What are breast lumps?

Breast lumps are any bumps, knots, bulges or specific areas of swelling in your breast tissue. Lumps may feel different than other areas of the breast and can have a variety of textures—soft, hard, rope-like, round or irregular. Many different breast conditions cause them.

While a breast lump can be a sign of breast cancer, rest assured that most nodes aren’t harmful and may not require any treatment at all. If you feel a lump in your breast, our team is here to help guide your next steps.

Breast lump symptoms

The symptoms you may experience with a breast lump differ based on what’s causing the swelling. You may have other symptoms along with a breast lump, like pain or tenderness. Or there could be no other symptoms at all.

By paying attention to your breast symptoms, including breast lumps, you can take steps to protect your breast health.

Sometimes, breast lumps are a part of natural changes or texture in the breast tissue. These breast lumps may be normal for you and accompany your menstrual cycle. However, any new, persistent breast lump should be checked by your doctor, especially if you are having other symptoms.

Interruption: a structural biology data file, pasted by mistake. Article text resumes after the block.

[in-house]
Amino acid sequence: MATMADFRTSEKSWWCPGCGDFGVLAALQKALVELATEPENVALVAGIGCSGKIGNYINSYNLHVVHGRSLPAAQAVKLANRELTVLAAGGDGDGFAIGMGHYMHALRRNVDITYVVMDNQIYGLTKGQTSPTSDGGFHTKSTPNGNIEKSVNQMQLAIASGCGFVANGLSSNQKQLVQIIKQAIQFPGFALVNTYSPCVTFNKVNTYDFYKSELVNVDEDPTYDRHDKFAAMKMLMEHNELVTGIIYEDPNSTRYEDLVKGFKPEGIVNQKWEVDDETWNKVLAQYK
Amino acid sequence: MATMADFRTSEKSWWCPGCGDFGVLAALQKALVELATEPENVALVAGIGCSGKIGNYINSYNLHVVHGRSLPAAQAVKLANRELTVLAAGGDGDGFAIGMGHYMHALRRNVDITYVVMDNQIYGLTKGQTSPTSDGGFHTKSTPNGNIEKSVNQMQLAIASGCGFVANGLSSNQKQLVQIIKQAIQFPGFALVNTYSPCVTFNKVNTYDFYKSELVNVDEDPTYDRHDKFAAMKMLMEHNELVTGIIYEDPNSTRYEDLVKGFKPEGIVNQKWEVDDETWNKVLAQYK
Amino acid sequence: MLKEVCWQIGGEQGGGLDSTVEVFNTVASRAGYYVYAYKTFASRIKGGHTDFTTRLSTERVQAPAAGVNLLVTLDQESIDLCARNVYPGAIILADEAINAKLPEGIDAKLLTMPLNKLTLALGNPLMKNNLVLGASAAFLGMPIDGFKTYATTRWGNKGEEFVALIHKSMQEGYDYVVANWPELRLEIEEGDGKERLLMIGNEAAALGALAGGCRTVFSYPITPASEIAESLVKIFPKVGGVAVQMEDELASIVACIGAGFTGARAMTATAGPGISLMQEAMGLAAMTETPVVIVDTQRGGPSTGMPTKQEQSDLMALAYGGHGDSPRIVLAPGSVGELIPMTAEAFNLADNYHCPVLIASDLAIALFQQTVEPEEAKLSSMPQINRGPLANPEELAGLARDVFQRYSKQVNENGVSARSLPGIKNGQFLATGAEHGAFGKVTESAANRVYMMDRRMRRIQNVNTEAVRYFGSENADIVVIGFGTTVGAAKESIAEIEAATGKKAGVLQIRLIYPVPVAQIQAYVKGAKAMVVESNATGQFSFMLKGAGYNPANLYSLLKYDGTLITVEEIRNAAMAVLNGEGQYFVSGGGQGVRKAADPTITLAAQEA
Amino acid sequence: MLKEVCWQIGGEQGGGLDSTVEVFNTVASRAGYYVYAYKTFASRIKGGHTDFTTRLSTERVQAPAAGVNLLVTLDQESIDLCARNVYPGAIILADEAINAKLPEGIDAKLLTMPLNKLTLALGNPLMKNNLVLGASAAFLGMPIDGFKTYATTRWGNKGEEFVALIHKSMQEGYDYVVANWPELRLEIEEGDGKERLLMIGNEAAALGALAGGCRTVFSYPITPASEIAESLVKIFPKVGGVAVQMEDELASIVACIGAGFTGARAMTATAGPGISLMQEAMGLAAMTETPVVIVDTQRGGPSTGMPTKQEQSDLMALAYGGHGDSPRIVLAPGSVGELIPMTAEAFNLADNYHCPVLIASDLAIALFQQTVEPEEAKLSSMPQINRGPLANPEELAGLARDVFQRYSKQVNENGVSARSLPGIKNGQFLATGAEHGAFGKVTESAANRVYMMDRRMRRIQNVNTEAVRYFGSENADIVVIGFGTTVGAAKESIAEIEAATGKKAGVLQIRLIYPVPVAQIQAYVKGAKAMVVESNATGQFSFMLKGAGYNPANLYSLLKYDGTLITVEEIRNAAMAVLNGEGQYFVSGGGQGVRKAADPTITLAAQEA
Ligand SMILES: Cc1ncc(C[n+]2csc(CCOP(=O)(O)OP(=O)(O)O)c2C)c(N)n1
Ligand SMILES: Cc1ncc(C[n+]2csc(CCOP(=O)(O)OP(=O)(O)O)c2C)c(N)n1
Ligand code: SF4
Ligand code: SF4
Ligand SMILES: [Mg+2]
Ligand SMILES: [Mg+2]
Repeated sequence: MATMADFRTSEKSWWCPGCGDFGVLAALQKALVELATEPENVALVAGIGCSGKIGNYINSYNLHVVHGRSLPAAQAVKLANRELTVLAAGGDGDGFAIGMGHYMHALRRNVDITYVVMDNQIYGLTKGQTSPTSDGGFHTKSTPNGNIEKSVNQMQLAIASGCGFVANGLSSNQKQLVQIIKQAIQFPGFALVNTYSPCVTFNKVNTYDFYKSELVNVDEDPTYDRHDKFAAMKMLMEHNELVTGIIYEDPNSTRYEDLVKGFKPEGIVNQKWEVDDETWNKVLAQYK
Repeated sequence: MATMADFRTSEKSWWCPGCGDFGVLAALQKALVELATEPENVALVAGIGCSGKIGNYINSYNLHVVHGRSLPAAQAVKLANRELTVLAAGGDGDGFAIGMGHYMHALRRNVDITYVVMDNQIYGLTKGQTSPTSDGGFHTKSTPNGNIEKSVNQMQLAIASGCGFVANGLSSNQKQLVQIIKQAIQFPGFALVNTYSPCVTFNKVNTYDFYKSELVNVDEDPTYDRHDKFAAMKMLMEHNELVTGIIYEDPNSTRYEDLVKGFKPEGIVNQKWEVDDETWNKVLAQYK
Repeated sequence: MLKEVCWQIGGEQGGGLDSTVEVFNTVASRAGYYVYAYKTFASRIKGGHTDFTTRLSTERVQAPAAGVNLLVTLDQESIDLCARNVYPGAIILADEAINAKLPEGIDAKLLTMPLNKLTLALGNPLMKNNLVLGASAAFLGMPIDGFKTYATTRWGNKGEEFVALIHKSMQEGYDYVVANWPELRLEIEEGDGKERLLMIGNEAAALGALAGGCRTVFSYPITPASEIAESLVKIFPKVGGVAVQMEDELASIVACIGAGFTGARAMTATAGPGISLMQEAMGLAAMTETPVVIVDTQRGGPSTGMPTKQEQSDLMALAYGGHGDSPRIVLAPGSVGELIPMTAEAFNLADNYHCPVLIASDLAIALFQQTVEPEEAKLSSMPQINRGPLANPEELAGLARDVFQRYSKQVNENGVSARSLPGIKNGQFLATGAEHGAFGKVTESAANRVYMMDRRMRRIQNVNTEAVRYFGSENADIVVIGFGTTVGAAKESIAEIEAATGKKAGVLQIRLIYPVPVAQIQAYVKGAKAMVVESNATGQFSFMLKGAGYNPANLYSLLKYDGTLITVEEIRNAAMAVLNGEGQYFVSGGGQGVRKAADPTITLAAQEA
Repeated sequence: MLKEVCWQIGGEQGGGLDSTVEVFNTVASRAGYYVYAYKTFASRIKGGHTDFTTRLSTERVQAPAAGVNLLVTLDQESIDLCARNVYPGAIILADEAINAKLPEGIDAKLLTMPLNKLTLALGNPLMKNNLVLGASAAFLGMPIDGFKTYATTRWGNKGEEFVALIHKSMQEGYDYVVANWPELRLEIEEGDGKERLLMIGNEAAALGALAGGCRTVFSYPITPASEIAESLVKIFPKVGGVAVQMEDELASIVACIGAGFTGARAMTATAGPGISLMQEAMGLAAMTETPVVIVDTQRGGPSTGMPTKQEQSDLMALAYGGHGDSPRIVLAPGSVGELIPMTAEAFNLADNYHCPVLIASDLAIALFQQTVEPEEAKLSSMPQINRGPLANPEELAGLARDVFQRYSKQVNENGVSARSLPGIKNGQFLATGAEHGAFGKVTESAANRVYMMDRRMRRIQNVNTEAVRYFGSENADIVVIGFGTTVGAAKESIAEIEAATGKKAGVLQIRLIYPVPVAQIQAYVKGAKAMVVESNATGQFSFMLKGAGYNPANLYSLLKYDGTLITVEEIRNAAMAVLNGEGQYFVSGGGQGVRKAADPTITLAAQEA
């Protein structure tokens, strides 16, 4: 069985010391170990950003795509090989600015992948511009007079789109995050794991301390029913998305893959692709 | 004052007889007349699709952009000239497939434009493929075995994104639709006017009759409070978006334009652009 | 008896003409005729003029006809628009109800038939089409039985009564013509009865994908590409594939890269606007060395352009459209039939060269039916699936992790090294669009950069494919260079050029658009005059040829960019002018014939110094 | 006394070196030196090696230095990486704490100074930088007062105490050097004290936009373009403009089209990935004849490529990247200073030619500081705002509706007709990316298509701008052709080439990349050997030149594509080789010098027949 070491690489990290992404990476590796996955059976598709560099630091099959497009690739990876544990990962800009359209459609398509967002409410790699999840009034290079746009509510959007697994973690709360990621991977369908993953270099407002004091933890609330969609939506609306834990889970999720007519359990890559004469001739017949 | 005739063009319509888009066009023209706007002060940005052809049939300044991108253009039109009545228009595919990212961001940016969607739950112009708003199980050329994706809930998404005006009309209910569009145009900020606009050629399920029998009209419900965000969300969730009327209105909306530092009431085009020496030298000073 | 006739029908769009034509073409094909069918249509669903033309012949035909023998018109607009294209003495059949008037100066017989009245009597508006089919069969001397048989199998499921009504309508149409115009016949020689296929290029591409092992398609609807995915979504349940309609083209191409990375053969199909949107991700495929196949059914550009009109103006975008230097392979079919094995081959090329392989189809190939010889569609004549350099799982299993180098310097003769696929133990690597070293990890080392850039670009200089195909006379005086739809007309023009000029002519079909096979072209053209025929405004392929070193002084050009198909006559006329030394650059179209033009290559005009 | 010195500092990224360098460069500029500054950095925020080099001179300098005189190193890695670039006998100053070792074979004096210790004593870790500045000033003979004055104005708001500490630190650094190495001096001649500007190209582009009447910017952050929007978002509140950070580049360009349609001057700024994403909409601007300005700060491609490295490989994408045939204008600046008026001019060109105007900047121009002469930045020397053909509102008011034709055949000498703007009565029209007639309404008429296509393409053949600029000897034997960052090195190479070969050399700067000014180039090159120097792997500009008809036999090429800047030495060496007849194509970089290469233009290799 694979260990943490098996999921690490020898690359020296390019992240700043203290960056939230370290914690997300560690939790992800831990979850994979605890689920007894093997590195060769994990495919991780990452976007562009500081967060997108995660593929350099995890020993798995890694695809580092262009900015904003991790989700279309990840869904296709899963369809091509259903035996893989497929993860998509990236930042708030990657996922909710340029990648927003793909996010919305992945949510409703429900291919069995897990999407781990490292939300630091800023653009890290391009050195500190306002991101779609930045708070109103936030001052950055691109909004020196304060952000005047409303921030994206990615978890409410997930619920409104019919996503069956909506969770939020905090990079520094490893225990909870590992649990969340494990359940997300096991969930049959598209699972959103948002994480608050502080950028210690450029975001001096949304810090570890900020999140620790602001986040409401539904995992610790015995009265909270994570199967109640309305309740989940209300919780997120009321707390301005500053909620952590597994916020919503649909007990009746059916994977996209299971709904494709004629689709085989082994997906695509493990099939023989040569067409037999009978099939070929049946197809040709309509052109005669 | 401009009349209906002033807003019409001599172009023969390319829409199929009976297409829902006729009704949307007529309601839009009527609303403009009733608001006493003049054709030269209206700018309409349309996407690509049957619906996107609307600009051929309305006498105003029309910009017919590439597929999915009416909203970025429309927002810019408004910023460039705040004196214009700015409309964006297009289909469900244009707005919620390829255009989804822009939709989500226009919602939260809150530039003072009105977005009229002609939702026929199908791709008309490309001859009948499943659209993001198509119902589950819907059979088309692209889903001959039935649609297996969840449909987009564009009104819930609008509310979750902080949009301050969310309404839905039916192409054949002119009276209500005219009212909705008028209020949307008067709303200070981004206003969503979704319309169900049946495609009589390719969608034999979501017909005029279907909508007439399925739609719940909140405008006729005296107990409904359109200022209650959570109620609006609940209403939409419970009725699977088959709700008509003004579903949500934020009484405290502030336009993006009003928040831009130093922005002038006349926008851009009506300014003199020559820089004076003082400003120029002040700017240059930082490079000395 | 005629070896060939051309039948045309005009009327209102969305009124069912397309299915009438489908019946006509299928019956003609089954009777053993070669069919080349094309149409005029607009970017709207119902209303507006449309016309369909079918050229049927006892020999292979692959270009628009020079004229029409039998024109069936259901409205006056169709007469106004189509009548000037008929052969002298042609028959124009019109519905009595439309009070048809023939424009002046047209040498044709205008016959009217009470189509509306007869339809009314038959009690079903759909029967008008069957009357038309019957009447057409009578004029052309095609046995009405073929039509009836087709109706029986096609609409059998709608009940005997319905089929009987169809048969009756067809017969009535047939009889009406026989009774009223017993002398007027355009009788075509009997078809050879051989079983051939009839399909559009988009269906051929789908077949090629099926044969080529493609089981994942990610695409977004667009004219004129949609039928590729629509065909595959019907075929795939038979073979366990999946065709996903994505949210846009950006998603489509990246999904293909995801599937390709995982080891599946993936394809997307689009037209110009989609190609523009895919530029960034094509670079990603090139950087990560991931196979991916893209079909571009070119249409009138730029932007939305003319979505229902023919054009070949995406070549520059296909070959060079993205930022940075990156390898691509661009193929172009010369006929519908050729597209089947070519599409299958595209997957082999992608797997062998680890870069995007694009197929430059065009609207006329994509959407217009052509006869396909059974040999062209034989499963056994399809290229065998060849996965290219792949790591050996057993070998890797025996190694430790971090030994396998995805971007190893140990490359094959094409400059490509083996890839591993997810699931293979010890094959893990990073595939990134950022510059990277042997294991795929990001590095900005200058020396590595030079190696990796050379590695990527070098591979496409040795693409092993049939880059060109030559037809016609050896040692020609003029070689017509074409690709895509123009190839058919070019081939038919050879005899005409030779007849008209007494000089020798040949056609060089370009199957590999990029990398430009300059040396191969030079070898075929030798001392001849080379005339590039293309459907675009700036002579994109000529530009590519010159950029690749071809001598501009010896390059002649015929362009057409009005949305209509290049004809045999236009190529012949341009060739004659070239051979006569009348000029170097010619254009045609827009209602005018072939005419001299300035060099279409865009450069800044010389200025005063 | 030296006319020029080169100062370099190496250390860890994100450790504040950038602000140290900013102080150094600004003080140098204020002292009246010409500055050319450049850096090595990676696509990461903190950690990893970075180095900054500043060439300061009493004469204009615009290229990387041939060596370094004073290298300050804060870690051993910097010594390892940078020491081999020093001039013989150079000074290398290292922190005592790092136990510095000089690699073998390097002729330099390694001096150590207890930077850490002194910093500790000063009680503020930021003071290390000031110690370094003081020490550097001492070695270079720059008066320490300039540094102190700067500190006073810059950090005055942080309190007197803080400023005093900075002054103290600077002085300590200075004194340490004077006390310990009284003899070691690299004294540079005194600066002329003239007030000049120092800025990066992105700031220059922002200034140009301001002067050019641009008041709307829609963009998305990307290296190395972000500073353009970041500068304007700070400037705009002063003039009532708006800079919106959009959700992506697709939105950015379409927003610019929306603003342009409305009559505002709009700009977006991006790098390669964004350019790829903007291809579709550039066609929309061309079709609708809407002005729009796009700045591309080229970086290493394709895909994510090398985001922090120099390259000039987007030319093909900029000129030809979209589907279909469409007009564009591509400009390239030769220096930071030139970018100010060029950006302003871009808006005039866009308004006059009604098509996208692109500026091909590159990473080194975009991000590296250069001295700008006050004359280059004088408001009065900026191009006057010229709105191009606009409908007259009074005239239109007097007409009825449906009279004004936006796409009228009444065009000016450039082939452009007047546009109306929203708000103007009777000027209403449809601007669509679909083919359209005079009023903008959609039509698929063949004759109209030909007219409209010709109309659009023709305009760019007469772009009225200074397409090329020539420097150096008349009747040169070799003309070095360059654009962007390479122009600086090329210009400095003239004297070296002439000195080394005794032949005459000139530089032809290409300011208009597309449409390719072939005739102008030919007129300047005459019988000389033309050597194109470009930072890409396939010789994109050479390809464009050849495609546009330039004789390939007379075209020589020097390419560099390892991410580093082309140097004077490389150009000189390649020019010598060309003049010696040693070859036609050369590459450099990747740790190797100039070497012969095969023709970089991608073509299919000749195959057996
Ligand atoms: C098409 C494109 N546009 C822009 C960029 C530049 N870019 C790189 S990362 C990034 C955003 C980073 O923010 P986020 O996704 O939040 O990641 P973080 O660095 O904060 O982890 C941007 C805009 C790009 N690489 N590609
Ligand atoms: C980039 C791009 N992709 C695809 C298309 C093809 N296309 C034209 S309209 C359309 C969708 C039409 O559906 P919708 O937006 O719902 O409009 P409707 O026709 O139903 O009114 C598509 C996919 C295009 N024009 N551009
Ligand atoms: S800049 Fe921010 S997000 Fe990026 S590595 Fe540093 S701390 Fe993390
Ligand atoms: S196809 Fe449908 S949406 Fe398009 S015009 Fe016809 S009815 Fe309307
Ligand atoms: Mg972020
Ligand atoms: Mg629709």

When to see a doctor for a breast lump

Schedule a visit with your doctor if you notice:

  • A lump in your breast or your underarm area
  • Any lump that’s getting larger, worsening or one that doesn’t resolve with your monthly cycle
  • Changes to your nipple, such as discharge or a nipple that inverts
  • Changes to the skin on your breast, like redness, texture changes, bruising or dimpling
  • Breast pain
  • Changes in the size or shape of one of your breasts

Causes of breast lumps

Breast lumps are caused by several breast conditions—from cyclical breast changes to cysts to harmless growths. Understanding the source of your breast lump is important because it’s the first step to helping you get the care you need. If you’ve noticed a lump in your breast, your doctor may want to do an exam or other tests to help figure out what’s causing it. While a breast lump is one of the most commonly known breast cancer signs, usually, cancer isn’t the cause when you feel lumps in the breast. Of those breast lumps sent for a biopsy, about 80% come back as benign or not cancer. Here are some of the other, more common reasons for breast lumps.